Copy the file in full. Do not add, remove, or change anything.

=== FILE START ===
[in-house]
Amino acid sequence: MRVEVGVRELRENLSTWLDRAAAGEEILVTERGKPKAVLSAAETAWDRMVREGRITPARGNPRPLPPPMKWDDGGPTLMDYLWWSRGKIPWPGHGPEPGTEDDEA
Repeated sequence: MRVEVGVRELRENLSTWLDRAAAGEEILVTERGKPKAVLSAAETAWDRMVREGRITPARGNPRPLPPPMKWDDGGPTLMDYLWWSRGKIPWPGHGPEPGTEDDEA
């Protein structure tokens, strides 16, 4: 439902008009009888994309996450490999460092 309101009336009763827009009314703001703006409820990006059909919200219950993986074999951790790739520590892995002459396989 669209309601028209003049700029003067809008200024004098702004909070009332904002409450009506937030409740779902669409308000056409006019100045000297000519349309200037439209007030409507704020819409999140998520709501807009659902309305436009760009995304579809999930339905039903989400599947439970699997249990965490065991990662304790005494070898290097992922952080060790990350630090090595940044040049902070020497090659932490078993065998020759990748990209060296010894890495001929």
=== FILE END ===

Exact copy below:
[in-house]
Amino acid sequence: MRVEVGVRELRENLSTWLDRAAAGEEILVTERGKPKAVLSAAETAWDRMVREGRITPARGNPRPLPPPMKWDDGGPTLMDYLWWSRGKIPWPGHGPEPGTEDDEA
Repeated sequence: MRVEVGVRELRENLSTWLDRAAAGEEILVTERGKPKAVLSAAETAWDRMVREGRITPARGNPRPLPPPMKWDDGGPTLMDYLWWSRGKIPWPGHGPEPGTEDDEA
């Protein structure tokens, strides 16, 4: 439902008009009888994309996450490999460092 309101009336009763827009009314703001703006409820990006059909919200219950993986074999951790790739520590892995002459396989 669209309601028209003049700029003067809008200024004098702004909070009332904002409450009506937030409740779902669409308000056409006019100045000297000519349309200037439209007030409507704020819409999140998520709501807009659902309305436009760009995304579809999930339905039903989400599947439970699997249990965490065991990662304790005494070898290097992922952080060790990350630090090595940044040049902070020497090659932490078993065998020759990748990209060296010894890495001929």